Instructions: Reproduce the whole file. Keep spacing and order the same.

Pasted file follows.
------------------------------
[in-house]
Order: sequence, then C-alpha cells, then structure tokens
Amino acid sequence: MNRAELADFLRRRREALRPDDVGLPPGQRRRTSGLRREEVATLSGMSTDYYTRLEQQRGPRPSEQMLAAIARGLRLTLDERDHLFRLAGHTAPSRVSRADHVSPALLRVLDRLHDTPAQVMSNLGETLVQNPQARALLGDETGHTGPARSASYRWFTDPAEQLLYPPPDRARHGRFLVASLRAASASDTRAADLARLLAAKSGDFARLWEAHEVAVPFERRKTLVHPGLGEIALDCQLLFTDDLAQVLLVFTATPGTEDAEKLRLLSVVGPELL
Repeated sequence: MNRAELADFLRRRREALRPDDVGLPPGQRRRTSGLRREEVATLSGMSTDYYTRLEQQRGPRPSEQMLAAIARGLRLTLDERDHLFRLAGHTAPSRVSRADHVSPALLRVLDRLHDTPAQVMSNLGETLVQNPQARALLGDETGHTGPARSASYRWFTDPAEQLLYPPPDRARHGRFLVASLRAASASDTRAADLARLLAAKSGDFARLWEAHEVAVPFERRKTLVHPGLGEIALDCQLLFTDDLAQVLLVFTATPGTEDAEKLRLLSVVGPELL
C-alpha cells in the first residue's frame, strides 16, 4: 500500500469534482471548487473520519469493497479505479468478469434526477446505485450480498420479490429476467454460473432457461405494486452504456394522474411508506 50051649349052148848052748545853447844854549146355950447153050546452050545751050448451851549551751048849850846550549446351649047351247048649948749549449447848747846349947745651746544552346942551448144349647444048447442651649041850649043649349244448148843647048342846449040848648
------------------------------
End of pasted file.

[in-house]
Order: sequence, then C-alpha cells, then structure tokens
Amino acid sequence: MNRAELADFLRRRREALRPDDVGLPPGQRRRTSGLRREEVATLSGMSTDYYTRLEQQRGPRPSEQMLAAIARGLRLTLDERDHLFRLAGHTAPSRVSRADHVSPALLRVLDRLHDTPAQVMSNLGETLVQNPQARALLGDETGHTGPARSASYRWFTDPAEQLLYPPPDRARHGRFLVASLRAASASDTRAADLARLLAAKSGDFARLWEAHEVAVPFERRKTLVHPGLGEIALDCQLLFTDDLAQVLLVFTATPGTEDAEKLRLLSVVGPELL
Repeated sequence: MNRAELADFLRRRREALRPDDVGLPPGQRRRTSGLRREEVATLSGMSTDYYTRLEQQRGPRPSEQMLAAIARGLRLTLDERDHLFRLAGHTAPSRVSRADHVSPALLRVLDRLHDTPAQVMSNLGETLVQNPQARALLGDETGHTGPARSASYRWFTDPAEQLLYPPPDRARHGRFLVASLRAASASDTRAADLARLLAAKSGDFARLWEAHEVAVPFERRKTLVHPGLGEIALDCQLLFTDDLAQVLLVFTATPGTEDAEKLRLLSVVGPELL
C-alpha cells in the first residue's frame, strides 16, 4: 500500500469534482471548487473520519469493497479505479468478469434526477446505485450480498420479490429476467454460473432457461405494486452504456394522474411508506 50051649349052148848052748545853447844854549146355950447153050546452050545751050448451851549551751048849850846550549446351649047351247048649948749549449447848747846349947745651746544552346942551448144349647444048447442651649041850649043649349244448148843647048342846449040848648